About half an hour west of Kashgar, China’s westernmost city, a chic estate agent bristling with pamphlets presents a vision of the future. Buy a place here — a short hop from the Uzbek border — and soon the global economy will pivot around you.
Her pitch boasts an artist’s impression of the villa complex a buyer might expect: miniature European palaces nestled between crystal lakes, arcades of high-end boutiques and a pine forest.
It takes (to put it mildly) an imaginative leap to square this idyll with the blistering desert and sheer, barren mountain range just outside the showroom, not to mention stories of ethnic bloodshed in the villages near by.
Yet the large image on the wall is a show-stopper. Kashgar, normally shown on the far left-hand side of Chinese maps, is a red dot at the centre of the world. Around and through it, planned road and rail lines on an epic scale twine and lunge towards Calais and Rotterdam at one end and Guangzhou and Shanghai at the other. Spurs dart off to Karachi, Tashkent, Helsinki, Moscow and Tehran. Australia and Turkey are mentioned as eventual waypoints. This Kashgar villa project, the saleswoman says, will sit at nothing less than the heart of the New Silk Road, a project viewed by some as the most important piece of geo-economic engineering we will see in our lifetimes.
Cheerleaders of the New Silk Road story have plenty to back their optimism, not least the fact that the vision is the unambiguous focus of President Xi. Talk about the Silk Road will ride high on China’s domestic political agenda this year; the global trade implications will start to reverberate soon afterwards. In 2013, when Mr Xi first laid out his ambition of building a Silk Road economic belt and a maritime Silk Road to run in parallel, he did so with the glint of a nation that is getting better and better at turning expansive blueprints into reality.
Mr Xi’s rhetoric doesn’t feel empty. China has buckets of cash to invest and a rising sense that it is deploying those funds at an historically perfect juncture: Europe is light on leadership, Putin’s Russia is not a natural builder of partnership and American domestic politics are a long-term drag on Washington’s capacity to build cohesive global visions. All around it, Beijing sees countries that may be wary of China’s ambition but, at the very least, are underwhelmed by the alternatives.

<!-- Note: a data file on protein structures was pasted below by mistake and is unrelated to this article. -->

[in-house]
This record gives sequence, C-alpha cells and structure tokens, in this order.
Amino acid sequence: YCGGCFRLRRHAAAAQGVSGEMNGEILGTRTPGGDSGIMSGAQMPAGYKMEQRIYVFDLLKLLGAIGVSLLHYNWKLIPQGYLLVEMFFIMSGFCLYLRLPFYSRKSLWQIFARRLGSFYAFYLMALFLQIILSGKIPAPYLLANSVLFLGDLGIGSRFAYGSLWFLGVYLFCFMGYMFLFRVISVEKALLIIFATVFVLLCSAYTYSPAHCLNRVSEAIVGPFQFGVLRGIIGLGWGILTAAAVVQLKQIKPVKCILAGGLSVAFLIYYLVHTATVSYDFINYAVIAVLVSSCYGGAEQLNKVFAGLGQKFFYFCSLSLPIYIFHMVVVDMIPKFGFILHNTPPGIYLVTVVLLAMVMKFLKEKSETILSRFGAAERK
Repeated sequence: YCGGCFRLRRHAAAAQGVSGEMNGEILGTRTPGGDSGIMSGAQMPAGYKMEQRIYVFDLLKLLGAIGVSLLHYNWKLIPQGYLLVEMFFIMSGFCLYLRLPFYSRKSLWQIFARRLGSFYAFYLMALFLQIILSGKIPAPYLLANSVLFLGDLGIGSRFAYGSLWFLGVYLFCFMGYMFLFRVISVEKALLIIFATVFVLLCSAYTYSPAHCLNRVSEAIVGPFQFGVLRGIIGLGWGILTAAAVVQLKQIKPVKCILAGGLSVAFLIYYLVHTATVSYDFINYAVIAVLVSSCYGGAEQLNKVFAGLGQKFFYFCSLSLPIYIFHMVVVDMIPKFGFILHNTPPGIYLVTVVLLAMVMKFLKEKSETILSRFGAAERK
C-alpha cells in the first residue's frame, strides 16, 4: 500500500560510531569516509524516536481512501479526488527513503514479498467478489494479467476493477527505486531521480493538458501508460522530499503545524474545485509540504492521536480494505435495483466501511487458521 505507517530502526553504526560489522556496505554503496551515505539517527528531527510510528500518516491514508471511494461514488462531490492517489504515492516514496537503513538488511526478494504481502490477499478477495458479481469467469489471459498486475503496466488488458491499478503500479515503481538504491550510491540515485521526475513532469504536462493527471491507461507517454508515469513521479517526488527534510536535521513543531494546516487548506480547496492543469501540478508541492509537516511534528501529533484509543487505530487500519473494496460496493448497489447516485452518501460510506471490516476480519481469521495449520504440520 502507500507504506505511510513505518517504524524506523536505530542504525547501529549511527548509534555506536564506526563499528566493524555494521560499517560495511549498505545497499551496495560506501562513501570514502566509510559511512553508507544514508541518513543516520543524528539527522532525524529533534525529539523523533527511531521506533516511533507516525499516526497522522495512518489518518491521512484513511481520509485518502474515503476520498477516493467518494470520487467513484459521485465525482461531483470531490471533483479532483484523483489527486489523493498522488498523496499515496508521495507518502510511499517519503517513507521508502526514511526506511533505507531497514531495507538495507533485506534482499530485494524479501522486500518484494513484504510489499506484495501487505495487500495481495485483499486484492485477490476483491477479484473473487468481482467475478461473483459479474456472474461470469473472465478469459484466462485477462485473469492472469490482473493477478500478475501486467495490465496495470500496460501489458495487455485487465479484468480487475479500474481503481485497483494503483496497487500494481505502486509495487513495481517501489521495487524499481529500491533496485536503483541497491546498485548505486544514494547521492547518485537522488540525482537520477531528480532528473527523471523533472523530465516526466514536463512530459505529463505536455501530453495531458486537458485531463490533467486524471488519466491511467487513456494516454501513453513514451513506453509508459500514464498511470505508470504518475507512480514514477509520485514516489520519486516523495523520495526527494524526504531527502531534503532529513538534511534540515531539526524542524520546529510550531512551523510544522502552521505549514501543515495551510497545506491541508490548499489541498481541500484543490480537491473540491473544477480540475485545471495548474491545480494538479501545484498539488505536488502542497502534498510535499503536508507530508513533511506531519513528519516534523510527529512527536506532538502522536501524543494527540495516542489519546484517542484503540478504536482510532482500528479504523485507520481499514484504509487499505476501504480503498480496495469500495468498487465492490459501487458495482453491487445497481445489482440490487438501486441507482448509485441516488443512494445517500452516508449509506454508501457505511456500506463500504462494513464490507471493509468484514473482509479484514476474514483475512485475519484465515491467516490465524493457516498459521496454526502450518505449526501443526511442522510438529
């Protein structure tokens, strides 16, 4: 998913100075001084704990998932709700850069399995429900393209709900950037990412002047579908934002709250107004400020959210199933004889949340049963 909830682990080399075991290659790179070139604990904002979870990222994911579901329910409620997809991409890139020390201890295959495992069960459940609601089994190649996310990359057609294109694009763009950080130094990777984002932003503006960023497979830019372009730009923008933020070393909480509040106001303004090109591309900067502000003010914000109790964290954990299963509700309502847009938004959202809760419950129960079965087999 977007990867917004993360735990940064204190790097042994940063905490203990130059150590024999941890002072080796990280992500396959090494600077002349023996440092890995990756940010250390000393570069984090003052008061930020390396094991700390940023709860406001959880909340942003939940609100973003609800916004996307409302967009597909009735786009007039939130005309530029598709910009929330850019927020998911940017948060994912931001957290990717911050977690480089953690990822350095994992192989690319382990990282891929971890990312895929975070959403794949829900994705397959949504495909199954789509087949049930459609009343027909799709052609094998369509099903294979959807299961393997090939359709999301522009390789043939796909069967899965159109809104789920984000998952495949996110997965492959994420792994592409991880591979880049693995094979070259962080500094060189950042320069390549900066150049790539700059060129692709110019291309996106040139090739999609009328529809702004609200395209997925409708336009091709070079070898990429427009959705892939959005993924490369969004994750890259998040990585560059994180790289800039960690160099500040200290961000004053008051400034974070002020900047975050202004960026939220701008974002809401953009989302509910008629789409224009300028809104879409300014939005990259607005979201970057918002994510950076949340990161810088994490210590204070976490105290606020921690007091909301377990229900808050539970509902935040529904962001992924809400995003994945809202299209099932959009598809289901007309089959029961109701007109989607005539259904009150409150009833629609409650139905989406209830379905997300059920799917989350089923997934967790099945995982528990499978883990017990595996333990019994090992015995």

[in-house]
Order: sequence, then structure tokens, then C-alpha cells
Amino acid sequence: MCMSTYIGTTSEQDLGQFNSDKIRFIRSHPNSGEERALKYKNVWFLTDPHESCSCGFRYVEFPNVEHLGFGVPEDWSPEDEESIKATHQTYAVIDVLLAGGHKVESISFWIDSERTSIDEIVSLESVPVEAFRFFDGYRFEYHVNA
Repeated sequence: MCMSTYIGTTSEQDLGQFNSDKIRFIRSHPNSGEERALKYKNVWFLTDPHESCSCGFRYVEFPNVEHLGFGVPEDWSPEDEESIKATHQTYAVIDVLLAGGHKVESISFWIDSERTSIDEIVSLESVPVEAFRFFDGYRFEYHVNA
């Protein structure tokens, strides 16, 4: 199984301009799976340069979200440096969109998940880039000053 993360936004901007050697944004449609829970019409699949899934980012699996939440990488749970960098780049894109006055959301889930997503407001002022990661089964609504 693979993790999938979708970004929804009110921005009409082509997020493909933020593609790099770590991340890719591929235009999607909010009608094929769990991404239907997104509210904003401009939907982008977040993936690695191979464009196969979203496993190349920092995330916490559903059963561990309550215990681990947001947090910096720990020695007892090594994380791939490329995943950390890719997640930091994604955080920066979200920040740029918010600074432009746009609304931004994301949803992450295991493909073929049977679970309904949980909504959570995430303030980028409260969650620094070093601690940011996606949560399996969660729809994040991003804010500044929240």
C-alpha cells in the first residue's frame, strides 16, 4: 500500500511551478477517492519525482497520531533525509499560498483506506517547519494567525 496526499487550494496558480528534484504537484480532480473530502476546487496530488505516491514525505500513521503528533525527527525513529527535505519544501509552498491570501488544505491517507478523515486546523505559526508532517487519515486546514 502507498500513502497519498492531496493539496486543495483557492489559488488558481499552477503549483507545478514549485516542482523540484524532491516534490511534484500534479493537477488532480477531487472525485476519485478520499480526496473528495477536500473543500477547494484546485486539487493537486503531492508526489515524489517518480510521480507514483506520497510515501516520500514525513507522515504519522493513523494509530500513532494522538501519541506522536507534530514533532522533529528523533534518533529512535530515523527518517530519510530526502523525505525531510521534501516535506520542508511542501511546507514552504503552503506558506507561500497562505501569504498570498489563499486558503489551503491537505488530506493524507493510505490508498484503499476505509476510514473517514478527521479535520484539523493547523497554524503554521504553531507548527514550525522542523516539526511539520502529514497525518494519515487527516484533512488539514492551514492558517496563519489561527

Yesterday, China’s central bank officially opened its new Silk Road fund, a $40 billion wedge of cash that supposedly will be run like a private equity investor and will drive the construction of the rail and road infrastructure on which all of President Xi’s strategic vision depends.
The blossoming of the Silk Road vision marks an even greater inflection-point in China’s economic advance — the moment when its outward direct investments, as a percentage of global investment flow, outpace inflows. Its investments abroad rose from $45 billion to more than $600 billion between 2004 and 2013. Since 2010, its two largest state-owned development banks have annually lent more to developing countries than the World Bank and China is the predominant funder of the Asia Infrastructure Investment Bank and the Brics Development Bank.
This all needs to be built into the way European leaders see the world, because at the moment, Mr Xi has a vision that could be internationalised or forever belong to China. While the initial stages of the Silk Road expansion will involve dreary-looking handshakes between China’s leaders and their various central Asian counterparts, the moment is fast arriving when the European economies have to work out the extent of their buy-in to Mr Xi’s dream.
via China maps out vision of future prosperity along a New Silk Road | The Times.